December 7, 2017
Digest: A judge who has first-hand knowledge that another judge improperly attempted to influence the outcome of a case before him/her must report the other judge to the Commission on Judicial Conduct.
Rules: 22 NYCRR 100.2; 100.2(A); 100.3(D)(1); Opinions 17-48; 15-124; 15-94; 15-70; 13-146; 10-175; 10-14; 88-159.
The inquiring judge conducted a multi-day equitable distribution hearing in a contentious matrimonial case with numerous exhibits and witnesses. On the last day of the hearing, another judge (“the colleague”) approached him/her in a non-public area of the courthouse and initiated discussion of the case. The colleague indicated that the case was a matter of interest and discussion among members of a particular organization, and told the inquiring judge that “everybody knows” certain purported attributes of each of the parties, attributes he/she then described to the inquiring judge. The colleague told the inquiring judge that he/she assured the members of the organization that the inquiring judge “was a good judge.” The inquiring judge, caught by surprise and very uncomfortable, left without saying anything. The judge has already taken certain practical steps to address the situation in consultation with his/her administrative judges, but asks if the conduct must also be reported to the Commission on Judicial Conduct.
A judge must always act to promote public confidence in the judiciary’s integrity and impartiality (see 22 NYCRR 100.2[A]). Therefore, a judge who receives information indicating a substantial likelihood that another judge has committed a substantial violation of the Rules Governing Judicial Conduct must take “appropriate action” (22 NYCRR 100.3[D]).
As we advised in Opinion 13-146 (citations omitted):
A judge is not required to conduct an investigation of the alleged misconduct and, therefore, may discharge his/her disciplinary responsibilities based on facts already known to the judge without further inquiry. In general, the Committee has advised that the judge, who has first-hand knowledge of all the facts and persons involved in a particular situation, is in the best position to determine whether there is a “substantial likelihood” that another judge has committed a “substantial violation” of the Rules. If a judge concludes that either of these two elements is missing, he/she need not take any action. If a judge concludes that there is a substantial likelihood that another judge has engaged in a “substantial violation” of the Rules, the action the judge must take will depend on the nature of the misconduct. For example, if the misconduct is so serious that it calls into question a judge’s fitness to continue in office, the judge must report the conduct to the appropriate disciplinary authority. By contrast, if the misconduct, although substantial, does not reach that level of seriousness, the judge has the discretion to take some other, less severe action than reporting the conduct to a disciplinary authority.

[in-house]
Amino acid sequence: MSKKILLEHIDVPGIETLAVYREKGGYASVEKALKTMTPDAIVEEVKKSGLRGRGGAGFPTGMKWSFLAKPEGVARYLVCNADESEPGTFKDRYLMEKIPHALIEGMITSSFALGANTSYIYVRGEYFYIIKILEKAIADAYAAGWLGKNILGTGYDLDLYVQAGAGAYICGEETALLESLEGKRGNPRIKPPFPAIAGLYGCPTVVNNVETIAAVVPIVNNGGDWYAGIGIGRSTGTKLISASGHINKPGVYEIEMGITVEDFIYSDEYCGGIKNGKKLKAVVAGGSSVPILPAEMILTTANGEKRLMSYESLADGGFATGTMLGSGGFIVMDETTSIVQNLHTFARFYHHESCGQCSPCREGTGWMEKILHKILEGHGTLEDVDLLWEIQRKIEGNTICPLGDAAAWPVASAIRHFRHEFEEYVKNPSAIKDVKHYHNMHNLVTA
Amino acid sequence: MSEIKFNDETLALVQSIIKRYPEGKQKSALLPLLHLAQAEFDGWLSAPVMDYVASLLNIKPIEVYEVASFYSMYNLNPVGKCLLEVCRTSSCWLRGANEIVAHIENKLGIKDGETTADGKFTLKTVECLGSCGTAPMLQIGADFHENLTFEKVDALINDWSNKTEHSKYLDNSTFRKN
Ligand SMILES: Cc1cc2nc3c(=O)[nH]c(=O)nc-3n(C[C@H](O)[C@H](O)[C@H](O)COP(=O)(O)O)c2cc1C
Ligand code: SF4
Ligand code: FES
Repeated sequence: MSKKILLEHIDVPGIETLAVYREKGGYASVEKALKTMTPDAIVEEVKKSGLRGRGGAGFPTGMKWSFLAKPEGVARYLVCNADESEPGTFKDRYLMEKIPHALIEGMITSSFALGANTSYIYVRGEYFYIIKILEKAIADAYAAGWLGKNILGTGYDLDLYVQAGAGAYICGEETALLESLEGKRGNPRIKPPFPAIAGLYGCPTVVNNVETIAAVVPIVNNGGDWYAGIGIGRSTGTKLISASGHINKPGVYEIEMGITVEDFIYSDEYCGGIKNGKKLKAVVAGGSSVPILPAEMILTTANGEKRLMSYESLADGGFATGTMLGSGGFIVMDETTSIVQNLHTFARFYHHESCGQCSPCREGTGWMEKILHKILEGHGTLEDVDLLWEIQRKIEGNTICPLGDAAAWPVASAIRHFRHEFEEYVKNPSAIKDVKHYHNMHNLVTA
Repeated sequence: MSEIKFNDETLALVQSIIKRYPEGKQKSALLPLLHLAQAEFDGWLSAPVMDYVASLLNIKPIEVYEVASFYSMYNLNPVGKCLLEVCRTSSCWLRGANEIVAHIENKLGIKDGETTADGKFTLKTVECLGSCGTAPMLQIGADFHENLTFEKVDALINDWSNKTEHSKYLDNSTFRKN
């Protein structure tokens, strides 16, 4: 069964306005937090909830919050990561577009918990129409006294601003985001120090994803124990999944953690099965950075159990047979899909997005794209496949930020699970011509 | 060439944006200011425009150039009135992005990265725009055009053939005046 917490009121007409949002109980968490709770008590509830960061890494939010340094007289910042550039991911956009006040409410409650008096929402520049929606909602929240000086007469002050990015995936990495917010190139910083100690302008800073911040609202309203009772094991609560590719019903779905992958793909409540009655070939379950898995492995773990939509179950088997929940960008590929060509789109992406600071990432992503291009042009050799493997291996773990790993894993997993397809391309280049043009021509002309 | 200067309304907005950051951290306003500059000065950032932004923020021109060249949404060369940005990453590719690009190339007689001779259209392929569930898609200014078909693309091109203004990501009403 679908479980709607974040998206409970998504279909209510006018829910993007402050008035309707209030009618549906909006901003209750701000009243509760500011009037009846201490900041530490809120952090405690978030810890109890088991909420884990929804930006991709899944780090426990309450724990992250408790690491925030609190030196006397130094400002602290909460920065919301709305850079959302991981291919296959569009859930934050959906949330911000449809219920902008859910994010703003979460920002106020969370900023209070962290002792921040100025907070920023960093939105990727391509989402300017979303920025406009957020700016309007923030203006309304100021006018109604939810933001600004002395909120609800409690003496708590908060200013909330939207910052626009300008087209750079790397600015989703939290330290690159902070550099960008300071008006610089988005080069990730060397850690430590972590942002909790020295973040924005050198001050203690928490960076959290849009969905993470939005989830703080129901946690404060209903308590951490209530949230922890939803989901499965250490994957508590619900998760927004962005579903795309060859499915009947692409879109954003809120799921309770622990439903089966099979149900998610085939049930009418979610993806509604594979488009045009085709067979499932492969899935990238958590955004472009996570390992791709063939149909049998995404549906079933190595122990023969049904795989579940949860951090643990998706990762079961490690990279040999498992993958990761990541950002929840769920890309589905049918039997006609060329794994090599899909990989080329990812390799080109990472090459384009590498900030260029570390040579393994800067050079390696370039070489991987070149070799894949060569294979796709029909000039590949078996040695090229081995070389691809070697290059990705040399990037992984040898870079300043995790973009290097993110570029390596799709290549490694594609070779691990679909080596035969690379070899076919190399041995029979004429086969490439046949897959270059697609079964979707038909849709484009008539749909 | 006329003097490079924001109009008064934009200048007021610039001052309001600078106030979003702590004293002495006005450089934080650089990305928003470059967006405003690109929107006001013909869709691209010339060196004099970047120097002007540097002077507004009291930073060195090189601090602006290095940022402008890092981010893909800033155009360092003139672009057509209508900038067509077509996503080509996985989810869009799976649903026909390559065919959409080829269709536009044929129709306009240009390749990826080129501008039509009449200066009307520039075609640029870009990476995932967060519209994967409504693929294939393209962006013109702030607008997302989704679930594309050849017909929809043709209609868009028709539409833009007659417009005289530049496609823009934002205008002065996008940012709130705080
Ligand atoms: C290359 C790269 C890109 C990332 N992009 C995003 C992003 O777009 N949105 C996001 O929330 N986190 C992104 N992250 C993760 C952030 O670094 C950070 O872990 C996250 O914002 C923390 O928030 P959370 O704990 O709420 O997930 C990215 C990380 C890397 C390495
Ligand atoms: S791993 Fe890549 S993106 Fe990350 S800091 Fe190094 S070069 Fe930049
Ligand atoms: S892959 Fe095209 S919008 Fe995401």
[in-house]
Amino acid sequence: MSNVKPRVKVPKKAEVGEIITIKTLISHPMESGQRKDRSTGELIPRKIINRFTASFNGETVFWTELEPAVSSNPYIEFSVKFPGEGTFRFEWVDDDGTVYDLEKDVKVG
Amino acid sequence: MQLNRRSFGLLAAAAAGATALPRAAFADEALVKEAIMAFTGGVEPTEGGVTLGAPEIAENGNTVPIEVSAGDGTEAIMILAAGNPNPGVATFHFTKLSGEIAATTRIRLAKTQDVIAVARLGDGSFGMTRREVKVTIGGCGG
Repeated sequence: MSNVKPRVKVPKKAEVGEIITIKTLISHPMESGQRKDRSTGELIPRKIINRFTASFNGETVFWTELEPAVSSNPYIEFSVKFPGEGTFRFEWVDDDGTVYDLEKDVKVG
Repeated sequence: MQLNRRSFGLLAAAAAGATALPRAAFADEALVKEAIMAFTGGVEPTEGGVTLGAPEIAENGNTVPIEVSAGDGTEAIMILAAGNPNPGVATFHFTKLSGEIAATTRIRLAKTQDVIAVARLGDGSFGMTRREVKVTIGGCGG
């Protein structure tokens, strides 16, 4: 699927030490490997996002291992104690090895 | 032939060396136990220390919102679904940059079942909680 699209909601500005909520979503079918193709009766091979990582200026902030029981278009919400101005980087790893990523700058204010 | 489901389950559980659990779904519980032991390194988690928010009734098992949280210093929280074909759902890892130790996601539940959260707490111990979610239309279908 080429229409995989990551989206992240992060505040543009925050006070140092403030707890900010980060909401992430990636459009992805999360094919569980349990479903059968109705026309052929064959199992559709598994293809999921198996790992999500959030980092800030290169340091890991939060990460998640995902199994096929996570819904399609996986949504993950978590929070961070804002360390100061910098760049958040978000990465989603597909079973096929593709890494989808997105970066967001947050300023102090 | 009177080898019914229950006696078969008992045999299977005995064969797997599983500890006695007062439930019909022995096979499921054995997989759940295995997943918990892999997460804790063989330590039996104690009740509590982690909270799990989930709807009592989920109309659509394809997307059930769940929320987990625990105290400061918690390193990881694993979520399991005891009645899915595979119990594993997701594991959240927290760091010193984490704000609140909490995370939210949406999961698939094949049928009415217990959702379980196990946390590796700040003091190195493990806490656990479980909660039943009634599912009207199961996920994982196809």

All of these determinations are ordinarily left to the inquiring judge’s discretion (id.). Indeed, the Committee “cannot judge the credibility of allegations of misconduct and is not empowered to do so” (Opinion 15-94 [citations and internal quotation marks omitted]). However, as stated in Opinion 17-48 (citations omitted):
There have nonetheless been instances where the facts described in an inquiry make clear the inquiring judge has sufficient information to meet the initial “substantial likelihood” threshold and the conduct described, if true, clearly calls into question another judge’s fitness to continue in office. In such instances, the Committee has generally advised that “appropriate action” necessarily involves reporting the conduct to the Commission on Judicial Conduct for inquiry and investigation.
Here, the “substantial likelihood” prong is clearly met, as the inquiring judge has reliable, first-hand knowledge from speaking directly with his/her colleague.
As for the “substantial violation” prong, the colleague’s words and actions, as described in the inquiry, create an impression that he/she tried to influence the outcome of a case before another judge.
This conduct, if proved, goes to the core of the colleague’s fitness to continue in office. It is likely to undermine public confidence in the judiciary because it suggests an attempt by one judge to improperly influence another judge, and raises very serious questions about the colleague’s impartiality, fairness, and understanding of the proper role of a judge (see Opinion 88-159 [“A judge should not, on his own initiative, volunteer information or suggestions to influence another judge in sentencing a defendant.”]; see also e.g. Opinions 15-124; 15-70; 10-175; 10-14).
Accordingly, the inquirer must report his/her colleague’s conduct to the Commission on Judicial Conduct.